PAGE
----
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I have the following problem: enter image description here

The way I solved the problem is by rewriting it as a system of equations:

$$ x = 1 +\frac 1y$$ $$ y = 2 + \frac1y$$ Then I solved it as a normal system of equations and arrived at the answer of $\sqrt2$. But apparently the answer is $e$? How does that make sense? Can someone explain the result to me?

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    $\begingroup$ Can you show us how you solved it? $\endgroup$ – Randall Jul 22 at 18:17
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    $\begingroup$ This is equal to $\sqrt{2}$. I don't know where you got this equals $e$ from. $\endgroup$ – Peter Foreman Jul 22 at 18:22
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    $\begingroup$ Continued fraction for $e$ is not periodic $\endgroup$ – J. W. Tanner Jul 22 at 18:28
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    $\begingroup$ @Adam Grey:$\;$Out of curiosity, what book? $\endgroup$ – quasi Jul 22 at 18:28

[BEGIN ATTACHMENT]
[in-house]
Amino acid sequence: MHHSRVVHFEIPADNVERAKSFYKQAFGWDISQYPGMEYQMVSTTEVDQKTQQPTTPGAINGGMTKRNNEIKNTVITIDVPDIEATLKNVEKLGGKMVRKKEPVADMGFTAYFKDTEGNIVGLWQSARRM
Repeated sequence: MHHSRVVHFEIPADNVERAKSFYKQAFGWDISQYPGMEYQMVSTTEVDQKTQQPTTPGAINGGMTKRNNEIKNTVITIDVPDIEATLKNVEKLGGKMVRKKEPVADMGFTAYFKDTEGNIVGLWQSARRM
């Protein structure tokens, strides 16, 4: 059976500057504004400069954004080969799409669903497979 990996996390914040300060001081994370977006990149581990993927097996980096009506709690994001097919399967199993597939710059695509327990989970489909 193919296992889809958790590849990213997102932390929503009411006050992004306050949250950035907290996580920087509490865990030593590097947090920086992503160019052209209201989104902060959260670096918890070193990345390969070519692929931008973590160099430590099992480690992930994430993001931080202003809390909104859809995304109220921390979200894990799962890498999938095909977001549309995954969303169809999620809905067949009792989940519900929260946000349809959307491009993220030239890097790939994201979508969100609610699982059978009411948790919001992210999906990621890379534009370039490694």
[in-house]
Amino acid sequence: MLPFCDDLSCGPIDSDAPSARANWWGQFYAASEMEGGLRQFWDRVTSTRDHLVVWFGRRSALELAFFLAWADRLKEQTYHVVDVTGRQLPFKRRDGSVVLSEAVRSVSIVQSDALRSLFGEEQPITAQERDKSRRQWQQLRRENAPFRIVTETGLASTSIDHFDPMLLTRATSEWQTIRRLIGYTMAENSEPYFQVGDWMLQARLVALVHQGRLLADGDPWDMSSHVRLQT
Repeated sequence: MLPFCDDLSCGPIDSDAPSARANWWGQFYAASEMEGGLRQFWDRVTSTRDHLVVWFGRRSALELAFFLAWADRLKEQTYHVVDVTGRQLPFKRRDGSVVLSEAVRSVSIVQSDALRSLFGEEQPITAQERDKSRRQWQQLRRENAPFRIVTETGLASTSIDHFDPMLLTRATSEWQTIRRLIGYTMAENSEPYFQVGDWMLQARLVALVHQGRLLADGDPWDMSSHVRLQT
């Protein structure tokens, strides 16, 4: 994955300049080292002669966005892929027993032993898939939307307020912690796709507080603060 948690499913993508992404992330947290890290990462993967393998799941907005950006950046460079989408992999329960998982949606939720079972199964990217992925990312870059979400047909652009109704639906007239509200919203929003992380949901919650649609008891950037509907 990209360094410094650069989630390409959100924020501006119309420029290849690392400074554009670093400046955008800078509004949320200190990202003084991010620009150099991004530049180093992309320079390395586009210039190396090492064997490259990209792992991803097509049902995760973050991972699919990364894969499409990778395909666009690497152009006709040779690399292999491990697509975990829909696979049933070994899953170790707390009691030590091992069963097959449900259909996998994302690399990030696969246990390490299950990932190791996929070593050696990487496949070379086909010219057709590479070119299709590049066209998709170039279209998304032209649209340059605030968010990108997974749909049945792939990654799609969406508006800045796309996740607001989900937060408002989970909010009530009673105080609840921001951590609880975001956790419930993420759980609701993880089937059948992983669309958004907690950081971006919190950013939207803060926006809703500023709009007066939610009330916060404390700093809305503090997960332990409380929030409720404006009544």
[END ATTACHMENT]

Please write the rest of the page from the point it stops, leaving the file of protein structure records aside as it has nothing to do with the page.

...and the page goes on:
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    $\begingroup$ @Adam Grey: To solve without a system, consider the continued fraction for $x+1$. Then immediately, you get the equation $$x+1=2+\frac{1}{x+1}$$ which yields $x=\sqrt{2}$. $\endgroup$ – quasi Jul 22 at 18:33
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As far as I know, $e$ is not so good looking at continued fractions... Indeed $$e=[2;1,2,1,1,4,1,1,6,1,1,8,\ldots]$$You have found a correct answer, yes! $x=\sqrt{2}$ is the correct number with the given continued fraction.

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  • $\begingroup$ @TonyK Thanks for noting, it was a small typo... $\endgroup$ – Anand Jul 22 at 18:46
  • $\begingroup$ Do you know that \ldots and \dots are rendered in the same way. $\endgroup$ – Peter Foreman Jul 22 at 19:20

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